Apr 26, 2017
by Tish Levee
To me, this is the bottom line. All life is interrelated; how we act affects all other beings. How can we act in loving ways to our Mother and our Family? Here are three ways to do so.
One of the wettest winters on record obliterated the drought in over 92% of California, but the drought changed how we use water forever. Peter Gleick, co-founder of the Pacific Institute, an Oakland nonprofit studying water issues, said, “It would be bad if the message from this wet year went out that the problem is over,…We don’t have enough water to waste. That’s a hard one [to understand] when you see floods and endless rain.”
Even with this year’s record rainfall, it’ll take years to recharge the groundwater. As Governor Browns aid when he lifted mandatory water conservation measures, “Conservation must remain a way of life.” So, we still need to practice all the water conservation tips we learned these past five years. Replacing your lawn with drought-resistant landscaping is a great way to start! Get rebates from your local water agency; check at scwa.ca.gov/residential/. You could take this on as Daily Acts Community Resilience Challenge.
Daily Acts, located in Petaluma, has registered nearly 31,000 actions to build resilience over the last seven years. Register for the Community Resilience Challenge at communityresiliencechallenge.org/node/add/action, joining thousands of individuals and groups taking action to save water, grow food, conserve energy, reduce waste, and build community. If you need ideas, the website offers 25 suggestions to get you started.
Without bees, our diet would be extremely limited. About one-third of our food depends on their pollination. There’s been a substantial die-off of bees in recent years. Although a number of factors are involved, the use of neonicotinoid pesticides is a major one. Additionally, the recent drought in California – the 4th largest honey producer in the nation – reduced both honey yield and bee populations; less rain means less flowers available to pollinate. Planting a bee friendly garden to replace your lawn is one way to help sustain the bee population. Local sustainable gardener Kate Frey’s book, The Bee Friendly Garden, is a great resource.
Recently, I was thrilled to see all the solar panels in the west county. But we need a lot more of them. If you’re thinking about solar panels, think about going with a Sonoma County company and “Power Local!”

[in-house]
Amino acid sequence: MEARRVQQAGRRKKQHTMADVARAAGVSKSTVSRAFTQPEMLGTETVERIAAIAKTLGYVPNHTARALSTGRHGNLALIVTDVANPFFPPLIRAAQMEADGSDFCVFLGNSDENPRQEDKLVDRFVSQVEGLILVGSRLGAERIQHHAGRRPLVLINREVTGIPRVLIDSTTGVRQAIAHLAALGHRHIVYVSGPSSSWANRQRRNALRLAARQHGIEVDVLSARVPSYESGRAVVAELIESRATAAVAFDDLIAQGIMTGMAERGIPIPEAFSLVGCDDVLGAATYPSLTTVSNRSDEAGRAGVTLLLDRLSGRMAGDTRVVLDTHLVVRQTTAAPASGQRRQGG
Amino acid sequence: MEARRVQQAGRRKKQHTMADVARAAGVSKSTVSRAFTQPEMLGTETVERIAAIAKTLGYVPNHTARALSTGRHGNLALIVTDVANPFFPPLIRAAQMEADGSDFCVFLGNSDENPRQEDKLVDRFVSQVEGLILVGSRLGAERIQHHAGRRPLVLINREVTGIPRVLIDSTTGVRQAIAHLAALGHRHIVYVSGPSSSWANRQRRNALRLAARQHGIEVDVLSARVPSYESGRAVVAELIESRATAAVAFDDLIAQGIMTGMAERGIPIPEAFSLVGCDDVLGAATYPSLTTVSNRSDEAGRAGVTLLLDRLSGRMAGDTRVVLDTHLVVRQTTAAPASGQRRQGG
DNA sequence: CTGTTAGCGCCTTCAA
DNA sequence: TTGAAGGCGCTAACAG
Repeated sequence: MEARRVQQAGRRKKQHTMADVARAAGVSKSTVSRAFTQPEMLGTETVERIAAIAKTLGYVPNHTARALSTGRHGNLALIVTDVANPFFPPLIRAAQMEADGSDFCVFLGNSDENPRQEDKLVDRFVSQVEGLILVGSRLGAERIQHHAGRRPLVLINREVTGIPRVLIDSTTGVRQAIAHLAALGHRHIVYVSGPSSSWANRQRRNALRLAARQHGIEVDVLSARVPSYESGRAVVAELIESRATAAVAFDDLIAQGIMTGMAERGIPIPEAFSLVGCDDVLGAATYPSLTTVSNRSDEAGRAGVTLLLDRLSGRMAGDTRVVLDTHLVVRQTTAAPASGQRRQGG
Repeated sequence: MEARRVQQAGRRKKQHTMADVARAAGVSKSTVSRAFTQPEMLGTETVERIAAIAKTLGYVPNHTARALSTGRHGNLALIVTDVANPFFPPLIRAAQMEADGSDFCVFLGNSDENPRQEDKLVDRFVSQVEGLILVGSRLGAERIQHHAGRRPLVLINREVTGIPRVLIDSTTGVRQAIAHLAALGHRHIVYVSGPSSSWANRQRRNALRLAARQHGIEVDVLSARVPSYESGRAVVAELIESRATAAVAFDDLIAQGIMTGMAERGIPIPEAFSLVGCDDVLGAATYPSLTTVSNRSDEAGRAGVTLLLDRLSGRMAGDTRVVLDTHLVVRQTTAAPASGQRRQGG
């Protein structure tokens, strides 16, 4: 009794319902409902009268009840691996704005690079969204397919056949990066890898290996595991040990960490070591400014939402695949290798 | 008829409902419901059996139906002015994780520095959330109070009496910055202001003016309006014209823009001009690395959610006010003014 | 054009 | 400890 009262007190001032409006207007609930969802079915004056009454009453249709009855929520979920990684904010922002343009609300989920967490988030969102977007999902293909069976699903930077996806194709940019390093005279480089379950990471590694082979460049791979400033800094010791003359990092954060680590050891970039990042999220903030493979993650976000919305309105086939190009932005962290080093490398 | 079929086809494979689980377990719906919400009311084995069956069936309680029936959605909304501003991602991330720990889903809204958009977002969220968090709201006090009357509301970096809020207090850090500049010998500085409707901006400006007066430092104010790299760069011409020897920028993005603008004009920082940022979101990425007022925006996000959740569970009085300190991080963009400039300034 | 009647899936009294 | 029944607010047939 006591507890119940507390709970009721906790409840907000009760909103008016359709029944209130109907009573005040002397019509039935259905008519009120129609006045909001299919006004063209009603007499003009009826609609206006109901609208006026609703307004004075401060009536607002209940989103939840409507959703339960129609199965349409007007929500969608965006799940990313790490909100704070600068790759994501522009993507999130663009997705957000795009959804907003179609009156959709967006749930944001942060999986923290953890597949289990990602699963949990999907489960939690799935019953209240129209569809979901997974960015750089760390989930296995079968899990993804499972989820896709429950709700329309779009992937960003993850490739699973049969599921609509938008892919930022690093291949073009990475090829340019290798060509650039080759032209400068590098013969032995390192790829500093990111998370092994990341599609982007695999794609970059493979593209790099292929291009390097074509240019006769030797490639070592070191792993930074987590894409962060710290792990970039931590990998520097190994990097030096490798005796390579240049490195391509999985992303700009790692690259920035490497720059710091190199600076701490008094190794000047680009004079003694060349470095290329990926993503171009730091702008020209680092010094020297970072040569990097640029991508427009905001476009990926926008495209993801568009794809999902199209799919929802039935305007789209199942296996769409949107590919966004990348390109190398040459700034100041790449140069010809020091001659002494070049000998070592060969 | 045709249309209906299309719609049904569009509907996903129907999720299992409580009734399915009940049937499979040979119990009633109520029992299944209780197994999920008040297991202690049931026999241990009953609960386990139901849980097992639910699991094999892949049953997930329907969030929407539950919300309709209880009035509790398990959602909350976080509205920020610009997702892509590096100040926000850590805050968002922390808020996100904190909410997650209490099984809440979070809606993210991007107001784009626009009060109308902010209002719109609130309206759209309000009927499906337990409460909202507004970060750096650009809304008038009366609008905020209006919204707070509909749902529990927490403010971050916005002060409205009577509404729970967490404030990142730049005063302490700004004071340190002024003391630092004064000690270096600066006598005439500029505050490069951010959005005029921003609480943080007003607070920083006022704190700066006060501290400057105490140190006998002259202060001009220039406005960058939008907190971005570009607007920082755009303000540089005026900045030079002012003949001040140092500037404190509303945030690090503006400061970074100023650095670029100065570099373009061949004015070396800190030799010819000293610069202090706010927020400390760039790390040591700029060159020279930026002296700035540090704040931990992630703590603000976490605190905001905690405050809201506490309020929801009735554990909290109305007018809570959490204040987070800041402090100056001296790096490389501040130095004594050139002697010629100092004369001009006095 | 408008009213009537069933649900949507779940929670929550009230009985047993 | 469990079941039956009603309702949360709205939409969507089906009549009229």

Solar Sonoma County (SSC), a program of the Center for Climate Protection, offers a free service to help you navigate the many solar options and determine if solar is right for your residence or business. solarsonomacounty.org.
(By the way – even the coal industry is going solar! Ironically, in order to save $8,000 – nearly 1/3 of its annual electricity bill, the Kentucky Coal Museum is installing 80 solar panels.)
In March, wind turbines generated enough electricity to meet the electric needs of 136% of Scottish households –about 3.3 million homes.
Here in California turbines on wind farms in 2015 generated 12,180 gigawatt-hours of electricity –over six percent of the state’s gross system power, not including the hundreds of homes and farms producing electricity with smaller wind turbines.
Last July, Sonoma Clean Power contracted with NextEra Energy Resources to build a new wind farm in the East Bay. When completed later this year, the 46-megawatt project will provide SCP with enough energy for up to 46,000 homes.
SCP, the Sonoma County Water Agency, and the Sonoma County Library have partnered to bring library patrons a great way to improve water and energy efficiency. The available for a three-week loan at the Central SR, Sebastopol, and Guerneville libraries, is filled with great tools and information to help lower your carbon and water footprints. And, you get to keep the faucet adaptors and four LED light bulbs. Go to sonomacleanpower.org/programs/ and click on the icon for the Toolkit.
© Copyright Tish Levee, 2017
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